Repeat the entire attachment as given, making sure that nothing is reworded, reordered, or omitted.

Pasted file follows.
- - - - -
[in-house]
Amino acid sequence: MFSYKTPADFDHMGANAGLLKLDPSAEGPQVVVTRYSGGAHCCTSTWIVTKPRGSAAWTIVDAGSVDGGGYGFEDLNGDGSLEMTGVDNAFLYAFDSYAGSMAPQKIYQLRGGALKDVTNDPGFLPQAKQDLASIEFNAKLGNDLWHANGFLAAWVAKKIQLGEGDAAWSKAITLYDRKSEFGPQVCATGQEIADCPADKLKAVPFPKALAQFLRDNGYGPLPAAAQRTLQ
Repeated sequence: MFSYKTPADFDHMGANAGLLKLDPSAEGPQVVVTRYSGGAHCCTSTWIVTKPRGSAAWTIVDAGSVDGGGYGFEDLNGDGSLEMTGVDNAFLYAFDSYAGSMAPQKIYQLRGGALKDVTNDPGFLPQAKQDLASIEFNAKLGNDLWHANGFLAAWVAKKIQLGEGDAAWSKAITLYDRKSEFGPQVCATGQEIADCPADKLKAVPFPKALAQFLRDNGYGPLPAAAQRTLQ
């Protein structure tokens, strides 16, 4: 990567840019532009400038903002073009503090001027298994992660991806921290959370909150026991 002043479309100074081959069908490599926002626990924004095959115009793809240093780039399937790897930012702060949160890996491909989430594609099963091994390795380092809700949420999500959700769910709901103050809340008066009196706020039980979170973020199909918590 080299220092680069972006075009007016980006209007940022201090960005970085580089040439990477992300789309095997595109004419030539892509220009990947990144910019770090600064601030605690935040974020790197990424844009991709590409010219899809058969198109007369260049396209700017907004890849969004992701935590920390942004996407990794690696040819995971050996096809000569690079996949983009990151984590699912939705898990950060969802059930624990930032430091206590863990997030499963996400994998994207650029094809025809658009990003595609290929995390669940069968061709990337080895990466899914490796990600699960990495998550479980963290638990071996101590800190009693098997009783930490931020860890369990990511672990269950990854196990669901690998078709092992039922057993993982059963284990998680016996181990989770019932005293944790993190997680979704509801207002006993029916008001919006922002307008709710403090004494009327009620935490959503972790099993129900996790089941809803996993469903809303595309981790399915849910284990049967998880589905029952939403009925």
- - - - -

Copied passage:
[in-house]
Amino acid sequence: MFSYKTPADFDHMGANAGLLKLDPSAEGPQVVVTRYSGGAHCCTSTWIVTKPRGSAAWTIVDAGSVDGGGYGFEDLNGDGSLEMTGVDNAFLYAFDSYAGSMAPQKIYQLRGGALKDVTNDPGFLPQAKQDLASIEFNAKLGNDLWHANGFLAAWVAKKIQLGEGDAAWSKAITLYDRKSEFGPQVCATGQEIADCPADKLKAVPFPKALAQFLRDNGYGPLPAAAQRTLQ
Repeated sequence: MFSYKTPADFDHMGANAGLLKLDPSAEGPQVVVTRYSGGAHCCTSTWIVTKPRGSAAWTIVDAGSVDGGGYGFEDLNGDGSLEMTGVDNAFLYAFDSYAGSMAPQKIYQLRGGALKDVTNDPGFLPQAKQDLASIEFNAKLGNDLWHANGFLAAWVAKKIQLGEGDAAWSKAITLYDRKSEFGPQVCATGQEIADCPADKLKAVPFPKALAQFLRDNGYGPLPAAAQRTLQ
């Protein structure tokens, strides 16, 4: 990567840019532009400038903002073009503090001027298994992660991806921290959370909150026991 002043479309100074081959069908490599926002626990924004095959115009793809240093780039399937790897930012702060949160890996491909989430594609099963091994390795380092809700949420999500959700769910709901103050809340008066009196706020039980979170973020199909918590 080299220092680069972006075009007016980006209007940022201090960005970085580089040439990477992300789309095997595109004419030539892509220009990947990144910019770090600064601030605690935040974020790197990424844009991709590409010219899809058969198109007369260049396209700017907004890849969004992701935590920390942004996407990794690696040819995971050996096809000569690079996949983009990151984590699912939705898990950060969802059930624990930032430091206590863990997030499963996400994998994207650029094809025809658009990003595609290929995390669940069968061709990337080895990466899914490796990600699960990495998550479980963290638990071996101590800190009693098997009783930490931020860890369990990511672990269950990854196990669901690998078709092992039922057993993982059963284990998680016996181990989770019932005293944790993190997680979704509801207002006993029916008001919006922002307008709710403090004494009327009620935490959503972790099993129900996790089941809803996993469903809303595309981790399915849910284990049967998880589905029952939403009925």